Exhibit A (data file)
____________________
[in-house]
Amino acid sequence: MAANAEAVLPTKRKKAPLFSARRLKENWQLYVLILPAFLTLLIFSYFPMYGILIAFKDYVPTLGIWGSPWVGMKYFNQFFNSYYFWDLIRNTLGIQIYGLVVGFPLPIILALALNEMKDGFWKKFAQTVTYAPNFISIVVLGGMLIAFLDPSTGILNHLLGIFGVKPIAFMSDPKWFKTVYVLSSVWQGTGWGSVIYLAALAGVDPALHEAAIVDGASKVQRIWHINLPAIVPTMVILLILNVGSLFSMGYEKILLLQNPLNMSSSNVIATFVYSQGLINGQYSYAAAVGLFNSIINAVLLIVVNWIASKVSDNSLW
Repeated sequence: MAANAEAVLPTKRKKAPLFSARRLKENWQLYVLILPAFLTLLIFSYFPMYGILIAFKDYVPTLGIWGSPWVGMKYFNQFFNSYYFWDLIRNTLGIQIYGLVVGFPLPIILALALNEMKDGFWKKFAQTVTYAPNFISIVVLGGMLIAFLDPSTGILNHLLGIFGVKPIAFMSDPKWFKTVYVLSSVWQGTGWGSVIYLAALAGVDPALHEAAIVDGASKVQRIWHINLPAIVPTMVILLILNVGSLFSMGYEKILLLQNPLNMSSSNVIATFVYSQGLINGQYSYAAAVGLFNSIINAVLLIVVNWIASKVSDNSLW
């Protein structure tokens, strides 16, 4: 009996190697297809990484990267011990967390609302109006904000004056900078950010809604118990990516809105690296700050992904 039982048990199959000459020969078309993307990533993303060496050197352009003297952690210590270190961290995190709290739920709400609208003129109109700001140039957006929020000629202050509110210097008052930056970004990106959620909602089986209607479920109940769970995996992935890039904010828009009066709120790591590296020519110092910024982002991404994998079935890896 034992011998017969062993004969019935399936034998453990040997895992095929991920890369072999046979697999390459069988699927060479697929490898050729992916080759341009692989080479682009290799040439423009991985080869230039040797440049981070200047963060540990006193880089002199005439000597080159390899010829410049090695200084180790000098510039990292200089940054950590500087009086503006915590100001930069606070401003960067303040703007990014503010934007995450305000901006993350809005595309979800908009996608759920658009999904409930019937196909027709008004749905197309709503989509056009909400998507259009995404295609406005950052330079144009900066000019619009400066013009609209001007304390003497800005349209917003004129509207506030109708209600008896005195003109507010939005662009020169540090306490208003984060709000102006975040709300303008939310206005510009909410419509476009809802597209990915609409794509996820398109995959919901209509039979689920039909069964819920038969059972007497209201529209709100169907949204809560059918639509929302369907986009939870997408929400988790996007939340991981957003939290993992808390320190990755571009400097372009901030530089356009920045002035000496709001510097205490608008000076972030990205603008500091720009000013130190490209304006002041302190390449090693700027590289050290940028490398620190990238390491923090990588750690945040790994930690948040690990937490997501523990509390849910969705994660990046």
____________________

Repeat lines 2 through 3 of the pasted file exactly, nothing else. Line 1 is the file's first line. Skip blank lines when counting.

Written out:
Amino acid sequence: MAANAEAVLPTKRKKAPLFSARRLKENWQLYVLILPAFLTLLIFSYFPMYGILIAFKDYVPTLGIWGSPWVGMKYFNQFFNSYYFWDLIRNTLGIQIYGLVVGFPLPIILALALNEMKDGFWKKFAQTVTYAPNFISIVVLGGMLIAFLDPSTGILNHLLGIFGVKPIAFMSDPKWFKTVYVLSSVWQGTGWGSVIYLAALAGVDPALHEAAIVDGASKVQRIWHINLPAIVPTMVILLILNVGSLFSMGYEKILLLQNPLNMSSSNVIATFVYSQGLINGQYSYAAAVGLFNSIINAVLLIVVNWIASKVSDNSLW
Repeated sequence: MAANAEAVLPTKRKKAPLFSARRLKENWQLYVLILPAFLTLLIFSYFPMYGILIAFKDYVPTLGIWGSPWVGMKYFNQFFNSYYFWDLIRNTLGIQIYGLVVGFPLPIILALALNEMKDGFWKKFAQTVTYAPNFISIVVLGGMLIAFLDPSTGILNHLLGIFGVKPIAFMSDPKWFKTVYVLSSVWQGTGWGSVIYLAALAGVDPALHEAAIVDGASKVQRIWHINLPAIVPTMVILLILNVGSLFSMGYEKILLLQNPLNMSSSNVIATFVYSQGLINGQYSYAAAVGLFNSIINAVLLIVVNWIASKVSDNSLW